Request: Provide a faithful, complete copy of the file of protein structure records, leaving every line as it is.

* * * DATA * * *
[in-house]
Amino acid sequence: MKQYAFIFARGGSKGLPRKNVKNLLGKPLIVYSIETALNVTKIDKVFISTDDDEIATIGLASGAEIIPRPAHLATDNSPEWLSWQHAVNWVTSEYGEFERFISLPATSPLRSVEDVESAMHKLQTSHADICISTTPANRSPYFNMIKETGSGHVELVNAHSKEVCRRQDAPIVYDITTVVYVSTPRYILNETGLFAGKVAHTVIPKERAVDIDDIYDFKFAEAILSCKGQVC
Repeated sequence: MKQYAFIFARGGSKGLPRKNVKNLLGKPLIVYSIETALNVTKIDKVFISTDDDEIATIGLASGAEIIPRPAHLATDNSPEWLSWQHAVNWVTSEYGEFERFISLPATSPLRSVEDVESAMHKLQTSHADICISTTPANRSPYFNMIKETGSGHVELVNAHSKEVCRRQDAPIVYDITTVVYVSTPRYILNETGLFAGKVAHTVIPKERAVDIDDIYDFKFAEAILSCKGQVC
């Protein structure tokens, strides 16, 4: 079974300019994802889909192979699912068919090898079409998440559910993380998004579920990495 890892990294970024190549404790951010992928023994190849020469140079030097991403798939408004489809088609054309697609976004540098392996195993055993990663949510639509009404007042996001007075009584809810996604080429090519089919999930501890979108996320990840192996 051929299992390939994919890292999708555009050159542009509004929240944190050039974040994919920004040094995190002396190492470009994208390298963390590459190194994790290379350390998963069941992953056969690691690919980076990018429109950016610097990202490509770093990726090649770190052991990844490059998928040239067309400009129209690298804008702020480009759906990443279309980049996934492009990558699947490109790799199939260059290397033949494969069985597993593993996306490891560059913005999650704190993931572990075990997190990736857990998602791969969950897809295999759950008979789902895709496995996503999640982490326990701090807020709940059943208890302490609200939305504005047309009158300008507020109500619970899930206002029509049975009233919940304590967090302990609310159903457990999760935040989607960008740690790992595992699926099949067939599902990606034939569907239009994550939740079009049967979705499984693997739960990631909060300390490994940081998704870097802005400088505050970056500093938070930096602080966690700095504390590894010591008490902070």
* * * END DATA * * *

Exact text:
[in-house]
Amino acid sequence: MKQYAFIFARGGSKGLPRKNVKNLLGKPLIVYSIETALNVTKIDKVFISTDDDEIATIGLASGAEIIPRPAHLATDNSPEWLSWQHAVNWVTSEYGEFERFISLPATSPLRSVEDVESAMHKLQTSHADICISTTPANRSPYFNMIKETGSGHVELVNAHSKEVCRRQDAPIVYDITTVVYVSTPRYILNETGLFAGKVAHTVIPKERAVDIDDIYDFKFAEAILSCKGQVC
Repeated sequence: MKQYAFIFARGGSKGLPRKNVKNLLGKPLIVYSIETALNVTKIDKVFISTDDDEIATIGLASGAEIIPRPAHLATDNSPEWLSWQHAVNWVTSEYGEFERFISLPATSPLRSVEDVESAMHKLQTSHADICISTTPANRSPYFNMIKETGSGHVELVNAHSKEVCRRQDAPIVYDITTVVYVSTPRYILNETGLFAGKVAHTVIPKERAVDIDDIYDFKFAEAILSCKGQVC
């Protein structure tokens, strides 16, 4: 079974300019994802889909192979699912068919090898079409998440559910993380998004579920990495 890892990294970024190549404790951010992928023994190849020469140079030097991403798939408004489809088609054309697609976004540098392996195993055993990663949510639509009404007042996001007075009584809810996604080429090519089919999930501890979108996320990840192996 051929299992390939994919890292999708555009050159542009509004929240944190050039974040994919920004040094995190002396190492470009994208390298963390590459190194994790290379350390998963069941992953056969690691690919980076990018429109950016610097990202490509770093990726090649770190052991990844490059998928040239067309400009129209690298804008702020480009759906990443279309980049996934492009990558699947490109790799199939260059290397033949494969069985597993593993996306490891560059913005999650704190993931572990075990997190990736857990998602791969969950897809295999759950008979789902895709496995996503999640982490326990701090807020709940059943208890302490609200939305504005047309009158300008507020109500619970899930206002029509049975009233919940304590967090302990609310159903457990999760935040989607960008740690790992595992699926099949067939599902990606034939569907239009994550939740079009049967979705499984693997739960990631909060300390490994940081998704870097802005400088505050970056500093938070930096602080966690700095504390590894010591008490902070």